Adelaide of Saxe-Meiningen, wife of William III, was willing to accept William’s proposal in the royal marriage frenzy following the death of Princess Charlotte in 1817.    (William was promised debt relief and an increased income if he married.)  She did her best to curb William’s eccentricities, and ultimately became a beloved figure in her own right.  But who was she?

Adelaide was the elder daughter of George I, the reigning Duke of Saxe-Meiningen, and his wife Princess Louise Eleonore of Hohenloh-Langenburg, born after 10 years of childlessness on August 13, 1792 in Meiningen.  She was given the very grand name of Adelaide Louisa Theresa Caroline Amelia (originally Adelheid Luise Therese Caroline Amalie in her native German).  

A Protestant, she was christened on August 19 in the castle chapel with an imposing list of godparents that included the reigning Prince of Hohenlohe-Langenburg and the Crown Princess of Saxony.  Another daughter named Ida was born 2 years later and, after a still birth, a son, Crown Prince Bernhard was born in 1800.  

Duke George was very interested in his children’s education (Adelaide and Ida began their lessons before the birth of the prince), and drew up a program of education himself, with an emphasis on religion and morals.  Their lessons included French and Italian.  By all accounts, Adelaide was intelligent and well educated.
Meiningen was a small state with a paternalistic government.  Education was highly thought of, and there was great pride in the founding of a girls’ school in 1797 where the girls were taught by men and studied Latin and other subjects.  There were also industrial schools where orphans and poor children were taught trades.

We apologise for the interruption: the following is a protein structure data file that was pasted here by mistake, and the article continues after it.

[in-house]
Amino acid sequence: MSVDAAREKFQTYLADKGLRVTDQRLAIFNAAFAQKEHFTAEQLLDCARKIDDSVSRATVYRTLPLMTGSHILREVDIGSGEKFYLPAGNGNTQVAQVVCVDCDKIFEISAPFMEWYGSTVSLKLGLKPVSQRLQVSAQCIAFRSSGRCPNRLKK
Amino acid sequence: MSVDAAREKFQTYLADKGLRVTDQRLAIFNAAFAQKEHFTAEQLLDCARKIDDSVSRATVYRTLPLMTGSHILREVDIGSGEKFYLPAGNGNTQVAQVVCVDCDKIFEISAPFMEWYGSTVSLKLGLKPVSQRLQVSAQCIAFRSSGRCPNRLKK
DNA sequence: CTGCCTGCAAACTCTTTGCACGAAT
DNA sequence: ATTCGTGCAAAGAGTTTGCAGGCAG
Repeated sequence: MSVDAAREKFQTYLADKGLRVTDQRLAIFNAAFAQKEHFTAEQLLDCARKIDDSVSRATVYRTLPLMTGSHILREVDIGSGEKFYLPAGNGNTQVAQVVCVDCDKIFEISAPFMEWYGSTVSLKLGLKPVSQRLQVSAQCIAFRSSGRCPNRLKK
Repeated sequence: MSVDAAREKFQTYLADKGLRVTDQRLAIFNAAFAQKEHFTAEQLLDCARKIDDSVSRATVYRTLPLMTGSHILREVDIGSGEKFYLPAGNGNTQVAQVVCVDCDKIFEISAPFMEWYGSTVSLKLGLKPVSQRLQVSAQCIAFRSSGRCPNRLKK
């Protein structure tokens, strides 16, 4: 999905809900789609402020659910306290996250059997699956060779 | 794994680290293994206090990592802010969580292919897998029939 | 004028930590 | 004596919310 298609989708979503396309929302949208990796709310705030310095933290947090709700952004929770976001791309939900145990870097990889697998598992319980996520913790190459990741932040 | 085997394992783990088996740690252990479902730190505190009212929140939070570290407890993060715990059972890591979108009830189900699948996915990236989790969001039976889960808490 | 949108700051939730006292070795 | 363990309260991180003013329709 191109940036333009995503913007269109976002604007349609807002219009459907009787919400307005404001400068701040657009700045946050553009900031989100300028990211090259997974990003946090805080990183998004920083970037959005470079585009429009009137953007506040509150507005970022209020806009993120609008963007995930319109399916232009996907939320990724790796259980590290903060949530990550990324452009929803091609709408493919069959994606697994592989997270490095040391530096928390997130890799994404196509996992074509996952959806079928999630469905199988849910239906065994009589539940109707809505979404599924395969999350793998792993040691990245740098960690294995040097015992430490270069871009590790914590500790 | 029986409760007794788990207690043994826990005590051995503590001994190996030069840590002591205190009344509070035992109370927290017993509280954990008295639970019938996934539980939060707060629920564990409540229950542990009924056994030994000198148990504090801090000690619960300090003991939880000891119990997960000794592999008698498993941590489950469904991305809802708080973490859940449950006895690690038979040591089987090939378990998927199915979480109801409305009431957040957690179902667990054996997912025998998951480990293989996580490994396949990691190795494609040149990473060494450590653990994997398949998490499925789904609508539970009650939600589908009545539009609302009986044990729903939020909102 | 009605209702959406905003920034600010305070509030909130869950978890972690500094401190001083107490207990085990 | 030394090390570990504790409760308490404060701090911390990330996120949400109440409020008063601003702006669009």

The Duke supervised the government and the people’s needs closely.  By all accounts, Adelaide was raised in a progressive but controlled, structured environment.  Her father died in December of 1803, and her mother ruled as regent for the young prince, continuing the firm leadership of the late Duke. 

The tranquillity of this small state was destroyed by the activities of Napoleon, crossing back and forth with his armies, quartering his soldiers on the local inhabitants, banning English goods, and causing great damage and suffering when Napoleon was not satisfied.  Meiningen joined the Confederation of the Rhine, and sent 300 men to join the Allied Army.